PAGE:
Thanks Sherry for your thoughtful comment and I’m glad this conversation has encouraged you to consider the broader context to the question of “where are you from?”
I don’t think most people mind when asked in a spirit of genuine inquiry — as you get to know someone, you typically learn where they grew up, what their home environment was like, what their parents do, etc. It’s the generally high frequency at which this question is directed at Asian Americans (the unintended consequences of communication) is what can make it challenging.
Imagine you were born with a head of green hair. Of course people would be curious and you’d probably get many comments and questions about your hair — “how did your hair get green?” or “What’s it like having green hair?” And while that curiosity is genuine and not malicious, it still is a constant reminder you that you look different from everyone else and there’s something “off” about you.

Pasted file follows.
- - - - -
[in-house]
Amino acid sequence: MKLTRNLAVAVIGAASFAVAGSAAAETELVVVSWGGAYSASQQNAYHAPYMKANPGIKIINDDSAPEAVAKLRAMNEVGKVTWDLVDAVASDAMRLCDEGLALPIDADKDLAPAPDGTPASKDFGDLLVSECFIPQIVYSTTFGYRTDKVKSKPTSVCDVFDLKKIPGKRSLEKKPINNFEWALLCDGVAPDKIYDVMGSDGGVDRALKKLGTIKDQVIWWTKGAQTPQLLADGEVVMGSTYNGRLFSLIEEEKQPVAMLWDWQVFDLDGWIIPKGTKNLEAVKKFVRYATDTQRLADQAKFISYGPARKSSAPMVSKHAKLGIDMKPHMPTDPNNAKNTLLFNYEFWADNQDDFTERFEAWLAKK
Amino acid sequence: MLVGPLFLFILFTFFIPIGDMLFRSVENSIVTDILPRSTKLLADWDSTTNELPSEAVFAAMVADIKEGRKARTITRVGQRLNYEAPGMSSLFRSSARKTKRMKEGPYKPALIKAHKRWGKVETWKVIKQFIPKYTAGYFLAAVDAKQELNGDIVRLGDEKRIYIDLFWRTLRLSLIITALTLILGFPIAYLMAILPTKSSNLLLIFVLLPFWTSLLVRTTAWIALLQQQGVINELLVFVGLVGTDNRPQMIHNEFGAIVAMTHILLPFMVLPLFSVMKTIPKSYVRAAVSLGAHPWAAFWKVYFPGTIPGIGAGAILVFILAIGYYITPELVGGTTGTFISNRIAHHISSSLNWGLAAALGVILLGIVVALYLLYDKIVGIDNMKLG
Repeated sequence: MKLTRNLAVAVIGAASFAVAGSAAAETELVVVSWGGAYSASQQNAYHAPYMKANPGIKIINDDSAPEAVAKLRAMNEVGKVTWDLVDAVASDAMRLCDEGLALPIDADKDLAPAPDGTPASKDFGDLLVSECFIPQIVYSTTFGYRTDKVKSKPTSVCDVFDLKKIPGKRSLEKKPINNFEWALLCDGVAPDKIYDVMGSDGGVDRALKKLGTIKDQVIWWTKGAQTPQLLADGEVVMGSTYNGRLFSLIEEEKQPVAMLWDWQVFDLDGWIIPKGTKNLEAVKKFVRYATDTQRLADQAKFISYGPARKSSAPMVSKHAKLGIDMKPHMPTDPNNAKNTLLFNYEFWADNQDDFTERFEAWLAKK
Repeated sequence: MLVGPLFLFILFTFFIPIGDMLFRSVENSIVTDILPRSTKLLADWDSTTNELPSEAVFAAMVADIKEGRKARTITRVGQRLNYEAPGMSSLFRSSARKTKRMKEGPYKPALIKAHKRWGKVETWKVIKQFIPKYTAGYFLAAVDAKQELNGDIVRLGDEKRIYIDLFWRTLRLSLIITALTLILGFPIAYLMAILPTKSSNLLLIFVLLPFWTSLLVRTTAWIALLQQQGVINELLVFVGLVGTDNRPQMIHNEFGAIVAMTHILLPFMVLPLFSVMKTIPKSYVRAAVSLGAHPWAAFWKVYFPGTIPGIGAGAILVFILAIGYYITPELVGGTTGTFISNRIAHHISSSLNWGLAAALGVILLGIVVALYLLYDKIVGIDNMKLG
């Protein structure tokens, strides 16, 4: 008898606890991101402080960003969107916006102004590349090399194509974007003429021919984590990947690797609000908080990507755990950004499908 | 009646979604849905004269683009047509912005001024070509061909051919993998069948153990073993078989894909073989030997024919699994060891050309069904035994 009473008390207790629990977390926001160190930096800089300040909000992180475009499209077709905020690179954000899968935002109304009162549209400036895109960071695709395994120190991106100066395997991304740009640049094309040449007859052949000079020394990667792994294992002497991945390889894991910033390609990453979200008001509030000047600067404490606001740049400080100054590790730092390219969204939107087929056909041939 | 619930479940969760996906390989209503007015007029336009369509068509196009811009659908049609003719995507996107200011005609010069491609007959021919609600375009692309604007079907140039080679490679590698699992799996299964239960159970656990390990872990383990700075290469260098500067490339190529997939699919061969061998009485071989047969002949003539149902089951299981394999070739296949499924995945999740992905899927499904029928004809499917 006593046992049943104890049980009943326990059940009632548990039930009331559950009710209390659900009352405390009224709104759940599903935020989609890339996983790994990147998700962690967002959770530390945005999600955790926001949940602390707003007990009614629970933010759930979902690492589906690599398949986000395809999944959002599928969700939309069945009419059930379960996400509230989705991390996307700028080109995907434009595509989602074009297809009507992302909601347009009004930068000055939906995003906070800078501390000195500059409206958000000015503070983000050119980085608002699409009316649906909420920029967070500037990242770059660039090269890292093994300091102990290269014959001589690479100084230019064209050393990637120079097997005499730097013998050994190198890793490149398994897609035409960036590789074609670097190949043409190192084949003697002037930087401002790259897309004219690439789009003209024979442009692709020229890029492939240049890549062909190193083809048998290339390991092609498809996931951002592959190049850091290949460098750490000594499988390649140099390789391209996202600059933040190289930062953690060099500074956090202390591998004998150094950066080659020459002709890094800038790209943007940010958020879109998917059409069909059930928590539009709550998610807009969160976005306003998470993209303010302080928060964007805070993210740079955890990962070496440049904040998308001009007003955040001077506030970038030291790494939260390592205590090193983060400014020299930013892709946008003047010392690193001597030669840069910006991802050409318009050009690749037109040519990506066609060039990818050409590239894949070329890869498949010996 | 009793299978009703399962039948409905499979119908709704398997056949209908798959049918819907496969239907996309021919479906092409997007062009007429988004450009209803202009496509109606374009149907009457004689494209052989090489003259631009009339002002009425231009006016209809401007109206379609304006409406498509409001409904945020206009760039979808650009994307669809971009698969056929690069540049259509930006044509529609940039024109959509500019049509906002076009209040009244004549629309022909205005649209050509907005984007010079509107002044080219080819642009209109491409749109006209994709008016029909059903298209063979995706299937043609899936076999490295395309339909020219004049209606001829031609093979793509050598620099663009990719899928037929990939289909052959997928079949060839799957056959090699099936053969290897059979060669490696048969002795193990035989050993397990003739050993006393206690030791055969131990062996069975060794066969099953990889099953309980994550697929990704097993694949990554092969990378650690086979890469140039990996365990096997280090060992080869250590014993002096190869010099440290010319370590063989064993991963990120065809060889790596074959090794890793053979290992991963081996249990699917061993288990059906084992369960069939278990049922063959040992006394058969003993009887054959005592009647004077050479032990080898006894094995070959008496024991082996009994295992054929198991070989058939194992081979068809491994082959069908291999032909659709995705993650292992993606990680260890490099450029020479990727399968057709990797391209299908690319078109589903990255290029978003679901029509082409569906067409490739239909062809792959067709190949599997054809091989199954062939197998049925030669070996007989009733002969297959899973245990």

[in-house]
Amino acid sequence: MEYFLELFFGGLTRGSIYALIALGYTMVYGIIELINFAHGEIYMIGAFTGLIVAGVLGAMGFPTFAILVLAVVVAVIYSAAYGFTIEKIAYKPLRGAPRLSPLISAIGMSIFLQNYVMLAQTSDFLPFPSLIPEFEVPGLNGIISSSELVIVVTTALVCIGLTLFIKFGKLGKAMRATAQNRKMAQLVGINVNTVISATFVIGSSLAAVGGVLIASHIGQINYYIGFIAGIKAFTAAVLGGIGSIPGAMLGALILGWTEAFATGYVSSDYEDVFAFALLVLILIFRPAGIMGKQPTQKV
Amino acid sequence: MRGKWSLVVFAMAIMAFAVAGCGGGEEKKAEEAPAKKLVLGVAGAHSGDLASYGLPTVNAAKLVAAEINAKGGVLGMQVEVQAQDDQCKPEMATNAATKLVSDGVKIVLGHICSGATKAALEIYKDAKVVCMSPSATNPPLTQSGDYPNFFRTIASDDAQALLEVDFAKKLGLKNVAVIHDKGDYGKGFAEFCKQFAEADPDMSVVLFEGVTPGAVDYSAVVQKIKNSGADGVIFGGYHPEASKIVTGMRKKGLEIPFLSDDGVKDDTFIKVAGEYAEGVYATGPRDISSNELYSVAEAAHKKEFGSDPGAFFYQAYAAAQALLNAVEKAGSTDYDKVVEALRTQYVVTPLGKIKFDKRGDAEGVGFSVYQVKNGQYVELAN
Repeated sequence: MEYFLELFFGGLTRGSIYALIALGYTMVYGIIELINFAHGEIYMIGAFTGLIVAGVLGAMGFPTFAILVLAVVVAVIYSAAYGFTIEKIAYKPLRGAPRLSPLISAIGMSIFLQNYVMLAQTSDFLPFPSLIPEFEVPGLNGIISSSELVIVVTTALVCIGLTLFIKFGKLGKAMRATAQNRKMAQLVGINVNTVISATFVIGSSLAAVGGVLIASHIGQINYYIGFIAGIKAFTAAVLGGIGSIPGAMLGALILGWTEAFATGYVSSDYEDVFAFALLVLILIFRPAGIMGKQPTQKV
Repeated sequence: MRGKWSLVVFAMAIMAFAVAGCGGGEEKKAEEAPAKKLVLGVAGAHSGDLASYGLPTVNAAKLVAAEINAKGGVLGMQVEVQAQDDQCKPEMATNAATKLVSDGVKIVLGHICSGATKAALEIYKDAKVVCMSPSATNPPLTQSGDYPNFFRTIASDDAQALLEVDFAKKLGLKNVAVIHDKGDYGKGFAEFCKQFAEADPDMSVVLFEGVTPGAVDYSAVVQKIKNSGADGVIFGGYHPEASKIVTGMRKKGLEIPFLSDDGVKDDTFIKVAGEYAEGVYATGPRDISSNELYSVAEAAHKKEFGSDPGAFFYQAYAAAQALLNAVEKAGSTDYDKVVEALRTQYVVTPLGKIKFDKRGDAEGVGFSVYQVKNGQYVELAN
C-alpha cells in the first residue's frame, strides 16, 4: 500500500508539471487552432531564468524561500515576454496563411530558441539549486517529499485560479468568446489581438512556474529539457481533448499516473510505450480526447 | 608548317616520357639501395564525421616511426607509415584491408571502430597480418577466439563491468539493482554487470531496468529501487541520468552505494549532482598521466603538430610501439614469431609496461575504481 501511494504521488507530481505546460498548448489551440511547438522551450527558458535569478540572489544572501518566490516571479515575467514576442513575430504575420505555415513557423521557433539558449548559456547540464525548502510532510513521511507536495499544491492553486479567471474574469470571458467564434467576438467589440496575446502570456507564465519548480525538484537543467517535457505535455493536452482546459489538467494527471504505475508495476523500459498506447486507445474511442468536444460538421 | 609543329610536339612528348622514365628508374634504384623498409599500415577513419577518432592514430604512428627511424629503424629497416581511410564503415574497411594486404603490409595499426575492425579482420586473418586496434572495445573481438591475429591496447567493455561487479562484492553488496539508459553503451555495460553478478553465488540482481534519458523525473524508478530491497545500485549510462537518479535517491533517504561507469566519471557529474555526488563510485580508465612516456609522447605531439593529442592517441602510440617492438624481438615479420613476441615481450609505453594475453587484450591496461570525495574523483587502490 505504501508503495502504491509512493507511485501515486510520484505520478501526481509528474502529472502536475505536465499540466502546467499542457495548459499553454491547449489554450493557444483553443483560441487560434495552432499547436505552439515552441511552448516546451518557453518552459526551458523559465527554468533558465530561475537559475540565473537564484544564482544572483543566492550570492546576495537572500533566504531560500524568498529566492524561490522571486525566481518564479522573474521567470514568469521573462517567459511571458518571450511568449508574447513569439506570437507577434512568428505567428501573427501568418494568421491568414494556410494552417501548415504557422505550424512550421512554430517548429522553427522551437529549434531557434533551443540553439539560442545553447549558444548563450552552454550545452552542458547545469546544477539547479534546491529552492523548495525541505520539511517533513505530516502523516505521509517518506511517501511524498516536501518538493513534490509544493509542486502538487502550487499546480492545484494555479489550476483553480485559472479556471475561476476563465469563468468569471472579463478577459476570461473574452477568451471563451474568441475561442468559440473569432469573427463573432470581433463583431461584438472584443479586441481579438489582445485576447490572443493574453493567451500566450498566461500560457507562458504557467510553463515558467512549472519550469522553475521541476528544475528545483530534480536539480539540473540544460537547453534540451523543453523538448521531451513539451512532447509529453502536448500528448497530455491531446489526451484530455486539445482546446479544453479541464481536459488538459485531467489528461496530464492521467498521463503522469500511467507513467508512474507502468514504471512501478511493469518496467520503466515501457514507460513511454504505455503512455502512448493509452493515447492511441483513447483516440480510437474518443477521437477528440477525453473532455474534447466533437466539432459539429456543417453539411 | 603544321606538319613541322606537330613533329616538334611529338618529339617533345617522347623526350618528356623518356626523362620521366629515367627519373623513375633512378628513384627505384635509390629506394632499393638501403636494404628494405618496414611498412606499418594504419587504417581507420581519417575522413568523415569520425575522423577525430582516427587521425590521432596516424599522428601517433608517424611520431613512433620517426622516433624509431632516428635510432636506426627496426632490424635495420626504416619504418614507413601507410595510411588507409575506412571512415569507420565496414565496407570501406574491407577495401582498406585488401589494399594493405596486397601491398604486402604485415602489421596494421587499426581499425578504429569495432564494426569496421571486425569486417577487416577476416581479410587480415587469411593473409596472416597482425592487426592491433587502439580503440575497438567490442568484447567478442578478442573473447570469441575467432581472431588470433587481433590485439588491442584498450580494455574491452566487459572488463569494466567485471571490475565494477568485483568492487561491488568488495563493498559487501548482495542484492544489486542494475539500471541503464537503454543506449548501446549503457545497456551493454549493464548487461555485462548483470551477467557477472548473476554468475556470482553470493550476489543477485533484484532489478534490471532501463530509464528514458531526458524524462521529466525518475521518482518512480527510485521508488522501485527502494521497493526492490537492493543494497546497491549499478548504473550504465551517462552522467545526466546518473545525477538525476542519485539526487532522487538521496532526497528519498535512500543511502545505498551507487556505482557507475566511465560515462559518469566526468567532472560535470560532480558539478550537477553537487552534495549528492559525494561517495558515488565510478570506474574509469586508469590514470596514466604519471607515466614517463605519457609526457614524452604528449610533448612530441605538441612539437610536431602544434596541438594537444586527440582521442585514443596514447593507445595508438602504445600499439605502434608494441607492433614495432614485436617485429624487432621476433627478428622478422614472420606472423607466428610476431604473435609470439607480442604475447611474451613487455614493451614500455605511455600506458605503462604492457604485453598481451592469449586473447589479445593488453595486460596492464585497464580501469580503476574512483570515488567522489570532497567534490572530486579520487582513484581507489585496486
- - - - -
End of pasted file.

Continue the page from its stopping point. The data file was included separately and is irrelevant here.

Of course race is much more complex than hair color, but that thought exercise is an interesting one to explore.
I recently tweeted a couple statements that might also be interpreted more positively than where are you from, including:
- Have you always lived around here?
- Where’s home for you?
- Did you grow up in this area?
These questions empower the other person to own their narrative and share what they would feel is the relevant information to help you understand where they from.
Thanks again for reading and sharing!